In the two decades I’ve been writing about jobs, I’ve seen some great workplaces. Those are companies where the excitement is palpable, creativity is encouraged and employees look forward to tomorrow. I’ve also seen some really bad workplaces where office doors stay closed, everyone looks miserable and the receptionist is barking at the visitors. Recently at a dinner honouring the top workplaces in a survey sponsored by Washington-based biweekly newspaper, The Chronicle of Philanthropy, I spoke about ways in which managers can create great places to work.
Respect your employees enough to tell them where they stand. Are they doing a good job? Are they meeting expectations? Employees—from custodians to the C suite—want to know. If they’re not meeting deadlines or sales quotas, respect means telling them early enough so they can try to turn the situation around.
Winning tip: Employees work harder when creativity is encouraged.
Too many bosses hope that the employees who aren’t on the favoured list will eventually get the message from small slights and leave. But often, those clues aren’t clear and it’s important to be upfront even though those conversations can be difficult.
Be kind. It’s so simple but a kind word here and there is really appreciated, yet is so often overlooked in our busy world. Kindness also means showing interest in others. Ask the people you work with how their kids are doing. It’s not nosy, it’s thoughtful. If they do something great, recognize it. A note is nice. So is recognition in a meeting. Don’t hoard compliments. And hopefully the thank-yous will spread up and down the corporate ladder. There’s also a self-serving reason to be kind: Employees tend to treat your customers the same way they’re treated at work.
Once I went to a manufacturing plant where dozens of employees had walked out during a shift. My first clue about what was amiss was the receptionist sitting behind thick glass. I had to shout to tell her whom I was there to visit and she just jerked her thumb toward the visitors’ log and barked “sign in”. In that one instant, I could understand why the employees had walked out. Another time I visited a big downtown law firm with a section run by a lawyer who had a reputation as a great boss. I could immediately see why. The receptionist not only greeted me by name but stood up and shook my hand. It was so warm and friendly and even though it was a decade ago, I still remember.
Give employees a challenge.Nothing creates boredom faster than a company culture that discourages innovation.
Companies that offer a challenging environment tend to attract better employees. That means asking employees what they think and empowering them to get their jobs done. I saw that in action one day when I was shopping and I came across a group of employees who were learning how to display merchandise. The manager had a photo of the way the women’s clothes were supposed to look but she told the employees that if they had a better idea, to use that instead.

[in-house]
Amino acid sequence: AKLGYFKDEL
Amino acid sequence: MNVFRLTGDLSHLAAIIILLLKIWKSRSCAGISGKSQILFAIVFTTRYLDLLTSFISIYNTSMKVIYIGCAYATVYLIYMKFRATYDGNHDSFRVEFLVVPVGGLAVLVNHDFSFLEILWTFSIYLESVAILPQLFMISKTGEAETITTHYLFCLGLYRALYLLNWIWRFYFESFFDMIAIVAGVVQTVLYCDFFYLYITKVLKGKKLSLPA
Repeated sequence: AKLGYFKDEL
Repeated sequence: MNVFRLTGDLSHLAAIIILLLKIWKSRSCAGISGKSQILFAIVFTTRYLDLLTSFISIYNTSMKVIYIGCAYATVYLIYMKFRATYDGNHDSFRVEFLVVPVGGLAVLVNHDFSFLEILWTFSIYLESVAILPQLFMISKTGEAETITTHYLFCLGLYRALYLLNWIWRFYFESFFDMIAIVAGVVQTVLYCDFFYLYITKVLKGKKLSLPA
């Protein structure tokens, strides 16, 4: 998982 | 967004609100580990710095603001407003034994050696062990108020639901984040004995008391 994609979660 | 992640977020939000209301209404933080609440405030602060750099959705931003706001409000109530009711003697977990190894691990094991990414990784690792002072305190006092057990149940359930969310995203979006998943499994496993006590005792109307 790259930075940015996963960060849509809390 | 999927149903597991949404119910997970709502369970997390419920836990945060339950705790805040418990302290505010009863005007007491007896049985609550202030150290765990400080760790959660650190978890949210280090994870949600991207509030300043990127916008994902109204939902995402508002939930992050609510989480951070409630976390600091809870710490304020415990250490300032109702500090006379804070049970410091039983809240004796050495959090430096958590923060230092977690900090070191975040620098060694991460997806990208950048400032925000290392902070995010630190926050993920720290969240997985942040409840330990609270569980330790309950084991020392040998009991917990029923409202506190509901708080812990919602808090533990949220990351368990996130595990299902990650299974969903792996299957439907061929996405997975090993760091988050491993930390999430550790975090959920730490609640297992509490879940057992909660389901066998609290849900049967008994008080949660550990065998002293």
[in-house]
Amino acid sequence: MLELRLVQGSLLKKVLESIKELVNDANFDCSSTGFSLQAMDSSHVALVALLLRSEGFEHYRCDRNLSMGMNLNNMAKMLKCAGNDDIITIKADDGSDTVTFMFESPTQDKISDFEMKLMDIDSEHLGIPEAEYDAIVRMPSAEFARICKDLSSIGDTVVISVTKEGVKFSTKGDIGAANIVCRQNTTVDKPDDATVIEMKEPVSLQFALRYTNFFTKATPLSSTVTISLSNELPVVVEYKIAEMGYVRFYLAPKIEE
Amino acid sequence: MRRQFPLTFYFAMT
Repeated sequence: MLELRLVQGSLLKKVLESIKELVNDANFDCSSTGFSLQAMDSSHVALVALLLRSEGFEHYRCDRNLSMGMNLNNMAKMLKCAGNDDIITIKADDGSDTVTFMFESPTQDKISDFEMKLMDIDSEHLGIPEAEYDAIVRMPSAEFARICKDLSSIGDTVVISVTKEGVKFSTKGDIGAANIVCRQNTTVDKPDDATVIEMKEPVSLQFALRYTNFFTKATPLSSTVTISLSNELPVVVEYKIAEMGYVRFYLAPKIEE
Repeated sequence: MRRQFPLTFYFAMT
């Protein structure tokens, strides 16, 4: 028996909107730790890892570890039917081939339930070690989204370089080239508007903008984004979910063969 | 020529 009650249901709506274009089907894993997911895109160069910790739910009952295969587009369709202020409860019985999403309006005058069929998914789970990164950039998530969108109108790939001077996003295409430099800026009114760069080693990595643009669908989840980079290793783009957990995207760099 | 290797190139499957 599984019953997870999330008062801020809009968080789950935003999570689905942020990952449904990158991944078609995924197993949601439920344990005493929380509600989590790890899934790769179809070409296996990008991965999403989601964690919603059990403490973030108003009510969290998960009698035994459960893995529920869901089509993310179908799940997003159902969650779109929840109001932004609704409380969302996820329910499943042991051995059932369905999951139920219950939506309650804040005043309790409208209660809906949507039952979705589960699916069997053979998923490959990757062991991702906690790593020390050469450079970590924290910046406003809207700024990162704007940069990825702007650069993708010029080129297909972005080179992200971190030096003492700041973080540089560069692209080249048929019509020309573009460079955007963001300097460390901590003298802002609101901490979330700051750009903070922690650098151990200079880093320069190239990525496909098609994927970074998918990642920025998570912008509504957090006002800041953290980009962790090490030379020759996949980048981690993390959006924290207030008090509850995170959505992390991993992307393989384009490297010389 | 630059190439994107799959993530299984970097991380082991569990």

I could tell the employees seemed pumped up by the charge. They were asking questions, studying the photos and handling the shelving and other design elements they had to work with. They weren’t just standing around looking bored.
Train your front-line supervisors. You might look at the organizational chart and figure all those folks at the top are really important. But chances are it’s the front-line supervisors who are the most critical players in your organization. They’re the lynchpin employees, the key folks who make sure production goals are met and safety procedures are followed.
When employees think about whom they work for, they don’t think about the CEO or the board of directors. They think about their supervisor. A good front-line supervisor can motivate employees to do a great job; a bad one can cause employees to just show up to work every day and go through the motions. Teach your supervisors how to gain the respect of the employees they’re leading, how to establish expectations and, if they’ve been promoted from the shop floor as many front-line managers are, how to navigate their new relationship with their former peers.
Remember employees have a life outside the office. That means not scheduling meetings at 6pm as working parents are trying to run out the door to pick up kids from day care. And it means being understanding when employees offer to work late or come in early so they can make it to their kids’ school plays or sporting events. Good bosses don’t make faces when they get such requests. Good bosses know that most employees will more than make up for the privilege of a flexible schedule.
So it doesn’t take a lot of perks or fancy consultants to make your company a great place to work.
©2010/THE NEW YORK TIMES
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